Shana Ross Leads the Way up Kilimanjaro
by Marene Gustin
Shana Ross Leads the Way up Kilimanjaro
“It’s not on my bucket list,” says fitness guru Shana Ross, reflecting on her upcoming climb up the 19,341-foot Mount Kilimanjaro. “I never even thought about doing it.”
But when longtime client Becky Pope told Ross that she and her partner, Pam Hilmes, had decided to make the climb, Ross was all in. Pope had been diagnosed for the second time with ovarian cancer, and Hilmes has rheumatoid arthritis.
Pope even found five other women—with cancer, HIV, and menopause—who were willing to go along on this African adventure in September.
And so Project Kilimanjaro was born.
Ross has taken on the task of training the group for the climb, and both she and her partner of 25 years, Mary Beth Reuter, will be going along. Pope’s oncologist is also making the trek up Tanzania’s highest peak, and another group member, Jackie Doval, is a chiropractor—which, Ross admits, should come in very handy.
Hundreds of people attempt to climb Africa’s highest peak every year, partly because of its beauty and partly because it’s possible to hike the mountain without ropes or technical equipment. “It’s really more of an intense hike,” Ross says. “But it’s the altitude that gets you. Most people who don’t make it to the summit are stopped by the altitude.” That’s what happened to tennis great Martina Navratilova last year when she attempted the climb, but wound up spending three days in the hospital.
The Houston women’s team will make the weeklong trek beginning on September 12, taking the Rongai Route and hopefully hitting the summit on the fourth day. Those with acrophobia (fear of heights) will be glad to know that the final hair-raising ascent to the summit is done in the dark, so you can’t see how far up you are. “They tell me you can only see what’s in your light in front of you,” says Ross. “So you can’t look down!”
Ross admits that training for a high-altitude climb in no-altitude Houston is tough. But she’s using a hybrid workout of cardio and strength training, as well as nutrition.
“The heat has stopped us from working out outdoors,” Ross says. “But we’re doing stair climbing with backpacks now, and everyone’s endurance is increasing. None of us are elite athletes, but these are women (gay, straight, married, single, black, white—we’re like the United Nations!) who have experienced illness and hardship in their lives. Women who have faced emotional mountains and made it to the top. We’re all appropriately anxious—okay, appropriately scared—but we are prepared and I’m confident we can do it.”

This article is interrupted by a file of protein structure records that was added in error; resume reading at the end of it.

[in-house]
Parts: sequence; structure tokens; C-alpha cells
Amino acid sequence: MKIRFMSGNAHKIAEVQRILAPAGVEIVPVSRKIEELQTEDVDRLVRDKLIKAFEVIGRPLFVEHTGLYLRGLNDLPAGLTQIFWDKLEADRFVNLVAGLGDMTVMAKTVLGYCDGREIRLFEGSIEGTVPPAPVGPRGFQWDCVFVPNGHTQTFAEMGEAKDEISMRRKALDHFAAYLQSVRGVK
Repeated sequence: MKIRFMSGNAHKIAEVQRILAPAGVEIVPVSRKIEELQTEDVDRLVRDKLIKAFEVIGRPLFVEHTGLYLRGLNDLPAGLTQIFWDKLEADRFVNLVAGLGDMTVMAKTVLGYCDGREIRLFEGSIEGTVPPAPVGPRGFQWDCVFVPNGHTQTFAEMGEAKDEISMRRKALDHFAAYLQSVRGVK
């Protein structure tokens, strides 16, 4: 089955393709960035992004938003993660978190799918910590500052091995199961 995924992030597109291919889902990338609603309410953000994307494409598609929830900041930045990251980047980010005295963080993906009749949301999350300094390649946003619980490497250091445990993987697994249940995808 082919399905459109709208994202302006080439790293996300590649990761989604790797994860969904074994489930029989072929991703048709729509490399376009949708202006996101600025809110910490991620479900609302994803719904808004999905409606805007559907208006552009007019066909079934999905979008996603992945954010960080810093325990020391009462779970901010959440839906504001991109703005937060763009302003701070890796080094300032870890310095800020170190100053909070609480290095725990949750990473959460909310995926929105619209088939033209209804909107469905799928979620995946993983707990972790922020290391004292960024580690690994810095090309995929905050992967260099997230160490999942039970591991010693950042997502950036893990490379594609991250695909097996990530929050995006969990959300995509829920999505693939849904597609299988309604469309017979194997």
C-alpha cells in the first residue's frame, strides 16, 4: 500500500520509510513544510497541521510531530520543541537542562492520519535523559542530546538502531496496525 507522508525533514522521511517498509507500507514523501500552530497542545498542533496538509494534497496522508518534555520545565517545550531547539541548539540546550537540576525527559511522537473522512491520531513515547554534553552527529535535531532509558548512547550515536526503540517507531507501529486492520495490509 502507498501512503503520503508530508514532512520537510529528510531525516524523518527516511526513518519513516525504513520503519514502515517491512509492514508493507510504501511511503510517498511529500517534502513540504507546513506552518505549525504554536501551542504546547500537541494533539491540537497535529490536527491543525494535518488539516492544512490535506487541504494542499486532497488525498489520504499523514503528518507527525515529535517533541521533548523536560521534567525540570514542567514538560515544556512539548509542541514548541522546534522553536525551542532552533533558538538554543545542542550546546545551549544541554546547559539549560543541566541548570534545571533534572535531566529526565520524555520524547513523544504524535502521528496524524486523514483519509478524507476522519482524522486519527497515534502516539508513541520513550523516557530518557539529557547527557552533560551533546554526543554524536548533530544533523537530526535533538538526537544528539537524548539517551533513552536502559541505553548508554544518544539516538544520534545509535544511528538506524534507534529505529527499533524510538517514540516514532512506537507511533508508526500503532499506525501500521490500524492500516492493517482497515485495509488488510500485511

Besides the physical training, Ross is big on nutrition. She and Reuter cook at home 90 percent of the time, and she posts real-time cooking videos on YouTube. Her favorite go-to meal is a salmon filet with a kale, lemon, and avocado salad. That’s probably not what they’ll be eating on the climb, but Ross says the tour group, Zara Tours, sends porters ahead to make camp and cook hot, high-calorie meals for the climbers, who can expend 6,000 to 8,000 calories a day. And Gluten Free Houston, a local bakery, is developing three energy bars just for Project Kilimanjaro, with planned names like Kilimanjaro Krunch.
For the 51-year-old Ross, who was raised in East Texas eating fried things smothered in gravy, fitness wasn’t really on her radar until she turned 40 and got a coach, a diet, and started working out. She then started helping others achieve the same goals, and in 2007 opened her own fitness studio in the Heights. Today, she and Reuter live just seven blocks from the studio they jointly run with their dog, Simon the Wonder Wiener.
“No relation to the congressman,” she laughs.
The couple also enjoys the occasional night out at the theater or ballet, and excursions to New York City for Broadway spectacles.
“But my work is my real hobby,” Ross insists. “I love what I do. I love working out and helping others achieve their best.”
Ross helps hundreds of clients each year, but her goal is to reach even more people. With that in mind, she will be writing a book about Project Kilimanjaro, telling the stories of these amazing women who have overcome so much and who tackled a mountain in celebration. A portion of the proceeds will go to the National Ovarian Cancer Alliance.
And if this group of amazing women makes it to the summit, what’s next?
“First,” says Ross, “we’re going to take a shower, because none of us is looking forward to six days without a shower. And then there will be a big party!”
Project Kilimanjaro: We Choose to Climb
These amazing women could use your help to achieve their goal. If you would like to learn more about this project, or make a donation to help them, visit WeChoosetoClimb.com. They will be tweeting, Facebooking, and hopefully Skyping their adventure.
Marene Gustin is a frequent contributor to OutSmart magazine.